995 F.2d 235
Randal N. WIIDEMAN, Plaintiff-Appellant,
Tom McNEVIN, Defendant-Appellee.
United States Court of Appeals, Ninth Circuit.
Submitted May 25, 1993.*
Decided June 2, 1993.
NOTICE: Ninth Circuit Rule 36-3 provides that dispositions other than opinions or orders designated for publication are not precedential and should not be cited except when relevant under the doctrines of law of the case, res judicata, or collateral estoppel.
Before: HUG, WIGGINS, and THOMPSON, Circuit Judges.
Randal Wiideman, a Nevada state prisoner, appeals pro se the district court's summary judgment in his 42 U.S.C. § 1983 action against correctional officer Tom McNevin. We have jurisdiction pursuant to 28 U.S.C. § 1291. We review de novo the district court's grant of summary judgment, Kruso v. International Tel. & Tel. Corp., 872 F.2d 1416, 1421 (9th Cir.1989), cert. denied, 490 U.S. 937 (1990), and we affirm.
Wiideman filed a civil rights complaint alleging McNevin violated Wiideman's 14th Amendment due process rights by deliberately destroying certain handicraft items in Wiideman's possession following Wiideman's transfer from Ely State Prison to Nevada State Prison. Both Wiideman and McNevin moved for summary judgment. The district court denied Wiideman's motion and granted McNevin's motion, finding that Wiideman cannot maintain a section 1983 action for violation of due process rights because Nevada provides adequate post-deprivation remedies.
On appeal, Wiideman contends the district court erred by granting summary judgment because there is no state remedy available. This contention lacks merit.
A state employee's intentional destruction of an individual's property does not violate the due process clause of the 14th Amendment if adequate post-deprivation remedies are available under state law. Hudson v. Palmer, 468 U.S. 517, 533 (1984).
Here, Wiideman's complaint and motion for summary judgment alleged that McNevin destroyed Wiideman's "approved handicraft" items in violation of Wiideman's due process rights. Wiideman contends such property was deemed authorized material at Ely State Prison and should not have been destroyed upon his arrival at Nevada State Prison.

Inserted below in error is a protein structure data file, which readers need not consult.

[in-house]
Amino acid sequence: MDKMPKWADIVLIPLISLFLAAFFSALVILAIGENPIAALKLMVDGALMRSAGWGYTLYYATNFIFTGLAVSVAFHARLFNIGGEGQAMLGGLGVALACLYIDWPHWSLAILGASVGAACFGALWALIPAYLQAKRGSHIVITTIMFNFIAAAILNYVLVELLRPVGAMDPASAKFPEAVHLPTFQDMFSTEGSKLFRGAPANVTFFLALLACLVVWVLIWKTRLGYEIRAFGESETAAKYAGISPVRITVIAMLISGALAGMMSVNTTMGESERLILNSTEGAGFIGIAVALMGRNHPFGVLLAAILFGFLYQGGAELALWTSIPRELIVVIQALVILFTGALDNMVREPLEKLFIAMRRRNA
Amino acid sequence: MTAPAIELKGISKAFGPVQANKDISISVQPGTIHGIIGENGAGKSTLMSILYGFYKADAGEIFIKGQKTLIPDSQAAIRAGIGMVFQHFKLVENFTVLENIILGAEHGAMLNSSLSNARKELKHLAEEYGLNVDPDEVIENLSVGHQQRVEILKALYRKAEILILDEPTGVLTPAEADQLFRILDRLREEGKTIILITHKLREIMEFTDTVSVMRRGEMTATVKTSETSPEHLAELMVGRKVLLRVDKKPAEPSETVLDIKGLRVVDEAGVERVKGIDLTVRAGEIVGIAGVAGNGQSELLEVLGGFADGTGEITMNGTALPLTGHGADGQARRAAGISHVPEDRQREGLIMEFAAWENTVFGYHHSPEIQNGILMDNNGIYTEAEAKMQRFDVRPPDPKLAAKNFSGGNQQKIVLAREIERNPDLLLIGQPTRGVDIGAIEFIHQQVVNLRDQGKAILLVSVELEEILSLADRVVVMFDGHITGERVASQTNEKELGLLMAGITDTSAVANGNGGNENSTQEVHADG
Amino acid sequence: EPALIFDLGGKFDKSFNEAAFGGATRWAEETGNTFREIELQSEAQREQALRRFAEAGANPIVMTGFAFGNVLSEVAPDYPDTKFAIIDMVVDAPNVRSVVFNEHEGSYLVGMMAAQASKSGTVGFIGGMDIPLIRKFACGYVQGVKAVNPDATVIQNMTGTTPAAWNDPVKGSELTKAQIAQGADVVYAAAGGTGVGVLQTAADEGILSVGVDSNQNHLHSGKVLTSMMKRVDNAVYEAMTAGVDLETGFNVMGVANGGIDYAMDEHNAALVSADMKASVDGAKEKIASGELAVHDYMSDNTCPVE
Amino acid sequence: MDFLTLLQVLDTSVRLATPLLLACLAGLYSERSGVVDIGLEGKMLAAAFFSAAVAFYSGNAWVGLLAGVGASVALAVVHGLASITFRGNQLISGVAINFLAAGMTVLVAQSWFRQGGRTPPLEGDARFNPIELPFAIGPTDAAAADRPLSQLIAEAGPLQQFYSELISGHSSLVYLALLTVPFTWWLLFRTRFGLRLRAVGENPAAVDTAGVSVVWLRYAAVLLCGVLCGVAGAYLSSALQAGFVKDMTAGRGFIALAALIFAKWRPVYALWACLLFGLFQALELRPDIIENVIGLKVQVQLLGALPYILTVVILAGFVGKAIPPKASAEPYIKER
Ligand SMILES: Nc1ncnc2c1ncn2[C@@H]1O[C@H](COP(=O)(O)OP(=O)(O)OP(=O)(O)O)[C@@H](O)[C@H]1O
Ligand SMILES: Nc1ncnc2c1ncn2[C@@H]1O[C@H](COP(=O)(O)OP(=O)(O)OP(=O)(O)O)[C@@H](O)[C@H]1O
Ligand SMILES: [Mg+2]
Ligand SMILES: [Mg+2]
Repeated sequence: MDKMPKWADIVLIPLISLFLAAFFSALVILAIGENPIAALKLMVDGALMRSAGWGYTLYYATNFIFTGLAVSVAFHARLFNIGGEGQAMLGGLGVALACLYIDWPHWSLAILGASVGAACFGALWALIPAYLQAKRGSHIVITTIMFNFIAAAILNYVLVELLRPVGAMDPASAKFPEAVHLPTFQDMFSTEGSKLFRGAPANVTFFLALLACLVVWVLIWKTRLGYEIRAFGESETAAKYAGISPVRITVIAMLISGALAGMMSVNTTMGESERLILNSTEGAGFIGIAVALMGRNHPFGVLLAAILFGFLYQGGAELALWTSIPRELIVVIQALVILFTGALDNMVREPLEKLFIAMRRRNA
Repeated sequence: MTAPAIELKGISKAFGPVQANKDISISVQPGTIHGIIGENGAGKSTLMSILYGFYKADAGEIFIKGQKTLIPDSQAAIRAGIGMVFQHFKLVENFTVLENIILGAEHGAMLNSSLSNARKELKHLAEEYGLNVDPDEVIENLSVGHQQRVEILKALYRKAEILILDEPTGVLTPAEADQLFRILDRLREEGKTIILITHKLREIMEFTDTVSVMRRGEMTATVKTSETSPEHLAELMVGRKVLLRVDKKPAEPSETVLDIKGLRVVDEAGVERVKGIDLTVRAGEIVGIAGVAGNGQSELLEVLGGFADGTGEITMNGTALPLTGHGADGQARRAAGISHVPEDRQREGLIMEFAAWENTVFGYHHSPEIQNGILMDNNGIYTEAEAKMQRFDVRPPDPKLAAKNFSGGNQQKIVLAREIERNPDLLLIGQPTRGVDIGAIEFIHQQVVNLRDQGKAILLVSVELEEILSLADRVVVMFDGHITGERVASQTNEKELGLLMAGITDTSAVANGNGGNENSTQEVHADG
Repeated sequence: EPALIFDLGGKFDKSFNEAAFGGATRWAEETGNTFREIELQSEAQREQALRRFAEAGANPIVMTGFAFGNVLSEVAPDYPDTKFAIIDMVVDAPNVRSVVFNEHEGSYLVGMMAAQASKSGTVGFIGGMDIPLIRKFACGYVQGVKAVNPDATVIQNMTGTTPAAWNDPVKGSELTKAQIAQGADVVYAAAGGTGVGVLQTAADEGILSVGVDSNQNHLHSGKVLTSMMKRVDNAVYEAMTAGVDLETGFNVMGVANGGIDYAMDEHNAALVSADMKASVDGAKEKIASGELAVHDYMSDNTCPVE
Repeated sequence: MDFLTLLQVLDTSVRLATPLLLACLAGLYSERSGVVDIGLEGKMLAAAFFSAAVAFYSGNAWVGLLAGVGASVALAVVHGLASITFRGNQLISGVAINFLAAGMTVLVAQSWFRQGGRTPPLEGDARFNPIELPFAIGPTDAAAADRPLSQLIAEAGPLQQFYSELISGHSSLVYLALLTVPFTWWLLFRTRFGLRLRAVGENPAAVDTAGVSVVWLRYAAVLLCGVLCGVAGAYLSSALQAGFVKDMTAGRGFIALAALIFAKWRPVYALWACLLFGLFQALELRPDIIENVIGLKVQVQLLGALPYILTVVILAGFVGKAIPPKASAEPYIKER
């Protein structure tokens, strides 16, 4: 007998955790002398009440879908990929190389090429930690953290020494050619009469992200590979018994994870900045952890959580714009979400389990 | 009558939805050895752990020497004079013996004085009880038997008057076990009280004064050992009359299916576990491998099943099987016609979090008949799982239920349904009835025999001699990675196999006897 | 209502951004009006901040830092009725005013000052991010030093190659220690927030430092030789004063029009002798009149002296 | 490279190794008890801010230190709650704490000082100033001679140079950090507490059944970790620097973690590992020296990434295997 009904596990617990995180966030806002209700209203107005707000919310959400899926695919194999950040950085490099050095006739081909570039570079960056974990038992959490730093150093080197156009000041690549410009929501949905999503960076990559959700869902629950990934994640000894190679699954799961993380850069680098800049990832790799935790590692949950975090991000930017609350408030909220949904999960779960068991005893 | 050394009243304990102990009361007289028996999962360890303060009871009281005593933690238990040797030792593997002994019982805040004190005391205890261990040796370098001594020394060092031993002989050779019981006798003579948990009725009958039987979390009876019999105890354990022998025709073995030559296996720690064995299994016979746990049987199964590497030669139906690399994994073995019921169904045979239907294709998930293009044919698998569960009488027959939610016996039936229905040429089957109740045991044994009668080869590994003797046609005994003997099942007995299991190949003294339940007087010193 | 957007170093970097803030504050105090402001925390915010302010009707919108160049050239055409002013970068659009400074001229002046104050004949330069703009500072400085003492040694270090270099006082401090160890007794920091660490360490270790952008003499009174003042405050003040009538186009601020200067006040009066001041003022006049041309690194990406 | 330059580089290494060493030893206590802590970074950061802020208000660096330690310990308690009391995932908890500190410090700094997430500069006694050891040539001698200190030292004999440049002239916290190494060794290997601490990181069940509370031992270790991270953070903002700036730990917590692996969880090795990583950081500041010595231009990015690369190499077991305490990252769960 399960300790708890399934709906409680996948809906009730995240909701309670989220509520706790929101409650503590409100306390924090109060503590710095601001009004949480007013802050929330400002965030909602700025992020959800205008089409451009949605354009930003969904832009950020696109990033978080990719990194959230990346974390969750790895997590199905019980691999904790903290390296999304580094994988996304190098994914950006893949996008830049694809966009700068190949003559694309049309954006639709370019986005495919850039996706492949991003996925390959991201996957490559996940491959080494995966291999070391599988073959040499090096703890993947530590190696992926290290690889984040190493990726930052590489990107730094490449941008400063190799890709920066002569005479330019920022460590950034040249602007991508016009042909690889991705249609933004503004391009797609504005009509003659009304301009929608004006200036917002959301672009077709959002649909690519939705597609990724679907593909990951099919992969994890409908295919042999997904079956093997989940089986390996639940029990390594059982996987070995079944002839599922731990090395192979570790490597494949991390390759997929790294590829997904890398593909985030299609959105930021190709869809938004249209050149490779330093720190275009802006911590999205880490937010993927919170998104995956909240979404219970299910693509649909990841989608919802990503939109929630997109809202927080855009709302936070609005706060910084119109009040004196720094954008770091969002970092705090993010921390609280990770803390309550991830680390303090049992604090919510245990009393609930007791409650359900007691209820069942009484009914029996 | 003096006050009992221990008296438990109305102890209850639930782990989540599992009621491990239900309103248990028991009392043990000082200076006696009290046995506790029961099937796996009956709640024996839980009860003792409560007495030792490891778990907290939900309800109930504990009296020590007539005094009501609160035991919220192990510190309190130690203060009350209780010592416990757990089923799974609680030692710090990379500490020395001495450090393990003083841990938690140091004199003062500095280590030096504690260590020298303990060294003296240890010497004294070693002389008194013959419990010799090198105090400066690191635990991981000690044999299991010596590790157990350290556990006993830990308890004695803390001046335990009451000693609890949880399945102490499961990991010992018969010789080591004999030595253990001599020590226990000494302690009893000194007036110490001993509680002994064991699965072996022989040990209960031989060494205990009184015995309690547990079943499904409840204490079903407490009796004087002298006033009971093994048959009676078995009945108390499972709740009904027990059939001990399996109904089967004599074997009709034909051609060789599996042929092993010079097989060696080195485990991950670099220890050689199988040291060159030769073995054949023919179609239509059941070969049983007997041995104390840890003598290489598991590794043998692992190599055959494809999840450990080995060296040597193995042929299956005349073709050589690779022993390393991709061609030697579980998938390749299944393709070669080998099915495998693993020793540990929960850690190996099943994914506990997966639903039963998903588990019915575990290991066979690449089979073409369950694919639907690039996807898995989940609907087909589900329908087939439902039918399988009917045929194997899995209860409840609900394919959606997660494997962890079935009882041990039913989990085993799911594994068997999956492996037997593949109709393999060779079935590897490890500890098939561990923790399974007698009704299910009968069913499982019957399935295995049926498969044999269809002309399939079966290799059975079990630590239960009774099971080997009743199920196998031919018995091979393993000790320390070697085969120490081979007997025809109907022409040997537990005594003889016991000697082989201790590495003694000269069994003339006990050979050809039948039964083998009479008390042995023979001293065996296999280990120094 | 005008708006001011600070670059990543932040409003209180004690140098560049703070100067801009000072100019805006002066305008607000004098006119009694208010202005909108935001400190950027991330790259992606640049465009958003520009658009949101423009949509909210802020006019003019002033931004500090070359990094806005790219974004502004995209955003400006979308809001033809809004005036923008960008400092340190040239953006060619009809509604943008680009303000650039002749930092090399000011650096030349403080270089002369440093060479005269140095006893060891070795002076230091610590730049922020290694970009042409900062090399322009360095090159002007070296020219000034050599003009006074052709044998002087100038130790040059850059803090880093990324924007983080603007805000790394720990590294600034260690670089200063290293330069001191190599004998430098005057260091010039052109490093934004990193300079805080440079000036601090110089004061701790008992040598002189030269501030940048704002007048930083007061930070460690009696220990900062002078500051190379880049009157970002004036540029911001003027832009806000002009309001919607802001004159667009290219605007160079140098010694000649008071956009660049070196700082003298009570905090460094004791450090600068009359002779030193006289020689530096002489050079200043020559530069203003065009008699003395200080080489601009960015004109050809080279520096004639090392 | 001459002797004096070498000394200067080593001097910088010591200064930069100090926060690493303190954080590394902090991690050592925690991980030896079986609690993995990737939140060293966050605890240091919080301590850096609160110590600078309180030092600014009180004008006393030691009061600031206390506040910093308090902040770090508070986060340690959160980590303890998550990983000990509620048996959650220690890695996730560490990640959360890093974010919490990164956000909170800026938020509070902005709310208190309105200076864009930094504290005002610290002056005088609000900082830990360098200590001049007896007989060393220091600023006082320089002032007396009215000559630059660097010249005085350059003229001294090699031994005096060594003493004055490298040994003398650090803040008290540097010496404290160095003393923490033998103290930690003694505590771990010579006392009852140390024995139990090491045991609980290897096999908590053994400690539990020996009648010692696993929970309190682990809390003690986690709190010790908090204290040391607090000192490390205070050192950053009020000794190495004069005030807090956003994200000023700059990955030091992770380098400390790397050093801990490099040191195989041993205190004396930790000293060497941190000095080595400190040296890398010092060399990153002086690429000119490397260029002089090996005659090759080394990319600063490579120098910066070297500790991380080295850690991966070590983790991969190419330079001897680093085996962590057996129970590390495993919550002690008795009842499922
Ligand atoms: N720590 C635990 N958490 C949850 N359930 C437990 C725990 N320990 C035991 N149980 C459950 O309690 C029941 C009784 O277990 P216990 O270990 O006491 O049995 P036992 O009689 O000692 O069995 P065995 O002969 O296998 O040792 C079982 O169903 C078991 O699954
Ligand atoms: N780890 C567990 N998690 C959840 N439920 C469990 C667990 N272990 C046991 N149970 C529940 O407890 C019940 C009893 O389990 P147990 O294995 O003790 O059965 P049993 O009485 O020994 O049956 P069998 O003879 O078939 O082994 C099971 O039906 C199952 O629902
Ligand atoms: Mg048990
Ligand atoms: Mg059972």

The State of Nevada has waived its sovereign immunity from liability and has consented to suit in the Nevada state courts. Nev.Rev.Stat. § 41.031. A plaintiff may file a small claims action in Nevada's justice courts for claims amounting to $2,500 or less. Nev.Rev.Stat. § 73.010. Thus, Nevada provides a statutory remedy for Wiideman. Accordingly, Wiideman's remedy lies in a tort action filed in state court, not in a civil rights action filed in federal court.1 See Hudson, 468 U.S. at 533.
The panel unanimously finds this case suitable for decision without oral argument. Fed.R.App.P. 34(a); 9th Cir.R. 34-4
This disposition is not appropriate for publication and may not be cited to or by the courts of this circuit except as provided by 9th Cir.R. 36-3
To the extent Wiideman's handicraft items were unauthorized property destroyed pursuant to prison regulations, the destruction of such property did not violate Wiideman's due process rights. "[P]rison officials have broad administrative and discretionary authority over the institutions they manage." Hewitt v. Helms, 459 U.S. 460, 467 (1983). Prison policies that infringe on inmates' constitutional rights are valid if they are reasonably related to a legitimate penological goal. Turner v. Safley, 482 U.S. 78, 89 (1987). Here, Nevada Department of Prisons ("NDOP") policies limit the amount of personal property an inmate may keep and prohibit an inmate from keeping unauthorized property. See NDOP I.B. # 91-49, Admin.Reg. 711. NDOP's policy is reasonably related to the need to maintain the health, sanitation, and security of the prison. Thus, any destruction of unauthorized property did not violate Wiideman's due process rights. See Turner, 482 U.S. at 89